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A Real-Time 3D Ultrasound Tracking Algorithm with Simultaneous Templates for Use in Radiotherapy

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A Shepard

A Shepard1*, B Wang2 , D Mills2 , R Darrow2 , H Chan2 , T Foo2 , B Bednarz1 , (1) University of Wisconsin, Madison, WI, (2) GE Global Research Center, Niskayuna, NY


SU-E-601-4 (Sunday, July 30, 2017) 1:00 PM - 1:55 PM Room: 601

Purpose: To develop and evaluate a novel real-time 3D ultrasound tracking algorithm for the localization of key structures that aid in the identification of PTV motion throughout radiotherapy treatments.

Methods: A learning-based 3D tracking algorithm was developed using the principles of block-matching with normalized cross-correlation as a similarity metric. As each new frame is acquired, the algorithm uses globalized block-matching to determine gross displacements of the entire feature, and localized block-matching at strategic locations along the boundary of the target to account for local deformations. The localized matching is performed through simultaneous use of templates from both the previous volume and a training set volume to provide both temporal (previous) and shape (training) constancy to the tracked contour. A rolling training set is obtained during tracking by storing final contours for the first several volumes to aid in the accurate tracking of subsequent volumes. GPU computing is used to address computationally expensive aspects of implementation. The algorithm was tested on three ultrasound image sequences of the liver ranging from 53-58 seconds (497-1008 frames). For each sequence, tracking was performed on a vessel bifurcation and the tracking performance was characterized relative to manual annotations on 10% of the frames. Annotations were performed by three users and the mean result was taken as ground truth.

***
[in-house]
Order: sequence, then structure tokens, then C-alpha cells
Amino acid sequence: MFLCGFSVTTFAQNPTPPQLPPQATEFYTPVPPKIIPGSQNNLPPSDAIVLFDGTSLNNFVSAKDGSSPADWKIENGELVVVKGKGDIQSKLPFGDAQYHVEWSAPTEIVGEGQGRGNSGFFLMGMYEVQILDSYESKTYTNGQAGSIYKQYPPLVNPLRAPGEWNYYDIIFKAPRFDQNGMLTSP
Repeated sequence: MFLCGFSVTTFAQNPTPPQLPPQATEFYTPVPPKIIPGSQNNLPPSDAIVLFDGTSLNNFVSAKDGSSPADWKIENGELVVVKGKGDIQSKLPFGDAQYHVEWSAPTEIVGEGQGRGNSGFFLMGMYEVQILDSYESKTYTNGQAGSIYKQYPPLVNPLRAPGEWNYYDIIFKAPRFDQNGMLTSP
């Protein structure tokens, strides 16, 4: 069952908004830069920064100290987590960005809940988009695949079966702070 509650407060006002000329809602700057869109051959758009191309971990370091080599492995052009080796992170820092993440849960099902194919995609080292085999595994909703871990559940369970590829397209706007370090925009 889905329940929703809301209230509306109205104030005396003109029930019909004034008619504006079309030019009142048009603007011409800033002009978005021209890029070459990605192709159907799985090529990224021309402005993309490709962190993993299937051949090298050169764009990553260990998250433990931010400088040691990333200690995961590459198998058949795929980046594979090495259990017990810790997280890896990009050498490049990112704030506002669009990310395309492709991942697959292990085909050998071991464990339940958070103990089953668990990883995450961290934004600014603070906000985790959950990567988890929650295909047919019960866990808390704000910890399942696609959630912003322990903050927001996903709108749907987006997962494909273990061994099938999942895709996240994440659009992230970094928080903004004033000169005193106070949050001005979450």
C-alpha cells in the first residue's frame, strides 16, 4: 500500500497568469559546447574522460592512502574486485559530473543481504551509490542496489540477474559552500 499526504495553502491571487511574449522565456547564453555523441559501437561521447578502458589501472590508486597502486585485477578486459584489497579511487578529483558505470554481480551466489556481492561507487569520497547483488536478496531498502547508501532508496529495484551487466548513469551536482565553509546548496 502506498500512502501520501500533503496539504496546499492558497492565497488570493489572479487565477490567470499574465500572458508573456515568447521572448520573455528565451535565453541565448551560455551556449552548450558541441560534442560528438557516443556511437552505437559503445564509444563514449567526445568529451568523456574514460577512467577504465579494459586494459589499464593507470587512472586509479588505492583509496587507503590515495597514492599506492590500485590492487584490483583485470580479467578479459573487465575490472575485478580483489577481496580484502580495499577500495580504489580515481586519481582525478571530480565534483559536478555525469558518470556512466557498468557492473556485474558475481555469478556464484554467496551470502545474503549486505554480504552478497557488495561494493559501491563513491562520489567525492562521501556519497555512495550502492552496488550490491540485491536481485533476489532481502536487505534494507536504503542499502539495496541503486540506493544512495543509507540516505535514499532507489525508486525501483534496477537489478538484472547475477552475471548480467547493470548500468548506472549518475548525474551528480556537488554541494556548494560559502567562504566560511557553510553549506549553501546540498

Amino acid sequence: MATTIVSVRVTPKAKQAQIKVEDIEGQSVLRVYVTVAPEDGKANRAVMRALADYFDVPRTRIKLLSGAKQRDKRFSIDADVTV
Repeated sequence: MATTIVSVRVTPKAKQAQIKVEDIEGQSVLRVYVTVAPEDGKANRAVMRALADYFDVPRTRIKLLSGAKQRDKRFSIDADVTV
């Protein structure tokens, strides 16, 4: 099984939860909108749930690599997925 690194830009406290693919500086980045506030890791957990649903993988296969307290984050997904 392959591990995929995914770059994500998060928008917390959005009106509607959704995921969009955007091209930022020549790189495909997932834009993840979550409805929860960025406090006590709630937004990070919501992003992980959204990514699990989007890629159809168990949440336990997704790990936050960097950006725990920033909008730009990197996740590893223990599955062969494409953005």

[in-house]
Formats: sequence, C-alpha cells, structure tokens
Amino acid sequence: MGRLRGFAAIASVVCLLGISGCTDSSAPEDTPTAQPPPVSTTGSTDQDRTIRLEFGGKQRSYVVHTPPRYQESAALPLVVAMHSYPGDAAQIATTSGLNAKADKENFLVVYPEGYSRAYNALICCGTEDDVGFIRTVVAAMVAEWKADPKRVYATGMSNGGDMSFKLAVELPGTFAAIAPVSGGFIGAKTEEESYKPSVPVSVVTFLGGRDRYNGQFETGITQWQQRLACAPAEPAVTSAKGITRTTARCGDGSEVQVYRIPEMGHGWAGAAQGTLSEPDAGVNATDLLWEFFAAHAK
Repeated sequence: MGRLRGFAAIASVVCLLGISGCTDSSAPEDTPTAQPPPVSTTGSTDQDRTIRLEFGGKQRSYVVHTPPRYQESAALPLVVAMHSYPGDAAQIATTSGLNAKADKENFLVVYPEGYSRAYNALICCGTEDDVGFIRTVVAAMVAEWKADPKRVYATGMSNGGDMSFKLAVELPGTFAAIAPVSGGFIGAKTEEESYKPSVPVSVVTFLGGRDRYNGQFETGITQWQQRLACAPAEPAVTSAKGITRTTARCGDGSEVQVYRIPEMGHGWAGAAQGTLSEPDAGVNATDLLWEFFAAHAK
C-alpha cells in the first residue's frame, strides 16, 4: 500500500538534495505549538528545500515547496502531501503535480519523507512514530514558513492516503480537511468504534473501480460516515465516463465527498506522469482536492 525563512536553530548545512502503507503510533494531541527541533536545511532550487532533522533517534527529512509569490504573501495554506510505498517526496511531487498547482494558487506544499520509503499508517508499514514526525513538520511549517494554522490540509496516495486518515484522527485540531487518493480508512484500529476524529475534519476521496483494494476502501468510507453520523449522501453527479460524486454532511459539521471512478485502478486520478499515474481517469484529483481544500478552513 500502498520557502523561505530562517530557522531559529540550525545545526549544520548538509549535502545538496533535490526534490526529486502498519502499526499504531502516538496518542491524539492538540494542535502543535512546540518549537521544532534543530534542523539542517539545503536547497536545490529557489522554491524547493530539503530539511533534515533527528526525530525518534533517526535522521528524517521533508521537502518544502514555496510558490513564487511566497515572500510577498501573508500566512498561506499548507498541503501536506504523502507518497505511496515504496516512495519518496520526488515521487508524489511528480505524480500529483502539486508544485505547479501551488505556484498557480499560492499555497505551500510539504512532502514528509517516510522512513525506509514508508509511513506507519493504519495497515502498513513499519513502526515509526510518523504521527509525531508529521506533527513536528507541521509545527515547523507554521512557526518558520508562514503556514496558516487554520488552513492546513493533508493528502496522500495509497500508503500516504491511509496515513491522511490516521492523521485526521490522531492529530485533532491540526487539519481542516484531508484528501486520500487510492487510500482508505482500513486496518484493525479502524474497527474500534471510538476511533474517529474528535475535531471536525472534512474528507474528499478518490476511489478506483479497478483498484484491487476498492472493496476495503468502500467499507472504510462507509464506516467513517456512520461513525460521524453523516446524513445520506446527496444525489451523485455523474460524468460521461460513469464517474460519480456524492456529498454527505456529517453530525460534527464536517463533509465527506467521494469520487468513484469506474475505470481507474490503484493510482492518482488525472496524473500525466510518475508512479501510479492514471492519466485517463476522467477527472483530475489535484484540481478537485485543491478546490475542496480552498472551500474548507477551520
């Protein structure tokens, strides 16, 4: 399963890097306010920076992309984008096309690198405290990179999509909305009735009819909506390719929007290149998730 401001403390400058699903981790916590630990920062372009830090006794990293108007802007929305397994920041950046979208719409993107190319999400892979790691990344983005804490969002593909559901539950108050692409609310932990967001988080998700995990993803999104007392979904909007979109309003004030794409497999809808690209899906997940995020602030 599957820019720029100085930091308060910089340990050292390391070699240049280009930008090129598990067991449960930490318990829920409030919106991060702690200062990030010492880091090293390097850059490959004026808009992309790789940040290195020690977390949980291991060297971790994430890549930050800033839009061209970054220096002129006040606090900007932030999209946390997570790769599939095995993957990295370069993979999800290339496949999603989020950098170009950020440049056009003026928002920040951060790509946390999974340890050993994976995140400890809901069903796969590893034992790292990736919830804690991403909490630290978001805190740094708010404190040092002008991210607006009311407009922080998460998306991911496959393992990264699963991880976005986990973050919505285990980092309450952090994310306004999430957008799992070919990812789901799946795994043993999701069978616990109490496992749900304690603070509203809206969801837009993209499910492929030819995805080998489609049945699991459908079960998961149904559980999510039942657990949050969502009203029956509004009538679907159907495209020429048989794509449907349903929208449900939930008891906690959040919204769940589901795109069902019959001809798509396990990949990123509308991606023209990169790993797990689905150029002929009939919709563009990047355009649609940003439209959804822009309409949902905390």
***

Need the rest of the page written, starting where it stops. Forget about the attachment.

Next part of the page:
Results: A mean tracking error of 1.31 mm was obtained using a constant set of parameters for all sequences. The average analysis rate was 16.6 frames per second (fps) during training set accumulation and 18.1 fps post-accumulation with image sets preloaded into memory. The analysis rate exceeded the imaging rate for all sequences.

Conclusion: The algorithm displayed accuracies sufficient for tracking in radiotherapy while processing 3D ultrasound volumes at rates exceeding the 4D ultrasound imaging rates, making it a viable option for potential use in radiotherapy guidance.

Funding Support, Disclosures, and Conflict of Interest: This work was supported by NIH grant R01CA190298

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